Fricatives are produced by creating a turbulence in the air– flow by passing it through a stricture in the vocal tract cavity. Fricatives are characterized by their noise–like behavior, which makes it difficult to analyze. Difference in the place of articulation leads to different classes of fricatives. Identification of fricative segment boundaries in speech helps in improving the performance of several applications. The present study attempts towards the identification and classification of fricative segments in continuous speech, based on the statistical behavior of instantaneous spectral characteristics. The proposed method uses parameters such as the dominant resonance frequencies, the center of gravity along with the statistical moments of the spectrum obtained using the zero time windowing (ZTW) method. The ZTW spectra exhibits a high temporal resolution and therefore gives accurate segment boundaries in speech. The proposed algorithm is tested on the TIMIT dataset for English language. A high identification rate of 97.5% is achieved for segment boundaries of the sibilant fricative class. Voiced nonsibilants show a lower identification rate than their voiceless counterparts due to their vowel–like spectral characteristics. A high classification rate of 93.2% is achieved between sibilants and nonsibilants.
Mizo is an under-resourced tonal language that is mainly spoken in North-East India. It has 4 canonical tones along with a tone-sandhi. In Mizo language, a majority of the words contain tone information. As a result of that, it exhibits higher acoustic variability like other tonal languages in the world. In this work, we investigate the impact of tonal information on robust Mizo continuous speech recognition (CSR). First, separate baseline CSR systems are developed employing the Mel-frequency cepstral coefficient (MFCC) based acoustic features and salient acoustic modeling paradigms. For further improvement, the tonal information has been incorporated in each of the CSR systems. For this purpose, 3-dimensional tonal features are derived which include pitch, pitch-difference, and probability of voicing values. Our experimental study reveals that with the inclusion of tonal information, the robustness of Mizo CSR system gets enhanced across all acoustic modeling paradigms.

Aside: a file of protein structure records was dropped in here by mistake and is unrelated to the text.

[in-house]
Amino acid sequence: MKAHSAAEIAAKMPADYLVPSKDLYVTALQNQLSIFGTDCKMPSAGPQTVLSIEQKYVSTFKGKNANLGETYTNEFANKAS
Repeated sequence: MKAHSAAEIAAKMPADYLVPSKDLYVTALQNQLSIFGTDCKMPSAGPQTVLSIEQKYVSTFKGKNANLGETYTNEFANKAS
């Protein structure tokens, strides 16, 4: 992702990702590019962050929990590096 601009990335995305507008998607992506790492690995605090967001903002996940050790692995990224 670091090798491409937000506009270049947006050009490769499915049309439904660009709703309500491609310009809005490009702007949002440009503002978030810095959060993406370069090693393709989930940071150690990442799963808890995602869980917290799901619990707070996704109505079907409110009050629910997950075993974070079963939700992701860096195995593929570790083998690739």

Research in Automatic Speech Recognition (ASR) has witnessed a steep improvement in the past decade (especially for English language) where the variety and amount of training data available is huge. In this work, we develop an ASR and Keyword Search (KWS) system for Manipuri, a low-resource Indian Language. Manipuri (also known as Meitei), is a Tibeto-Burman language spoken predominantly in Manipur (a northeastern state of India). We collect and transcribe telephonic read speech data of 90+ hours from 300+ speakers for the ASR task. Both state-of-the-art Gaussian Mixture-Hidden Markov Model (GMM-HMM) and Deep Neural NetworkHidden Markov Model (DNN-HMM) based architectures are developed as a baseline. Using the collected data, we achieve better performance using DNN-HMM systems, i.e., 13.57% WER for ASR and 7.64% EER for KWS.
Under the Indian Languages Corpora Initiative (ILCI) project initiated by the MeitY, Govt. of India, Jawaharlal Nehru University, New Delhi had collected corpus in Hindi as source language and translated it in Tamil as the target language. There are 70,000 sentences, including Health, Tourism, Agriculture and Entertainment domain in this corpus. This corpus has a unique sentence ID for each sentence, UTF-8 encoding, and text file format. The translated sentences have been POS tagged and Chunked properly. The chunking guideline used in this corpus creation, is provided in supporting document.
Under the Indian Languages Corpora Initiative (ILCI) project initiated by the MeitY, Govt. of India, Jawaharlal Nehru University, New Delhi had collected corpus in Hindi as source language and translated it in Punjabi as the target language. There are 70,000 sentences, including Health, Tourism, Agriculture and Entertainment domain in this corpus. This corpus has a unique sentence ID for each sentence, UTF-8 encoding, and text file format. The translated sentences have been POS tagged and Chunked properly. The chunking guideline used in this corpus creation, is provided in supporting document.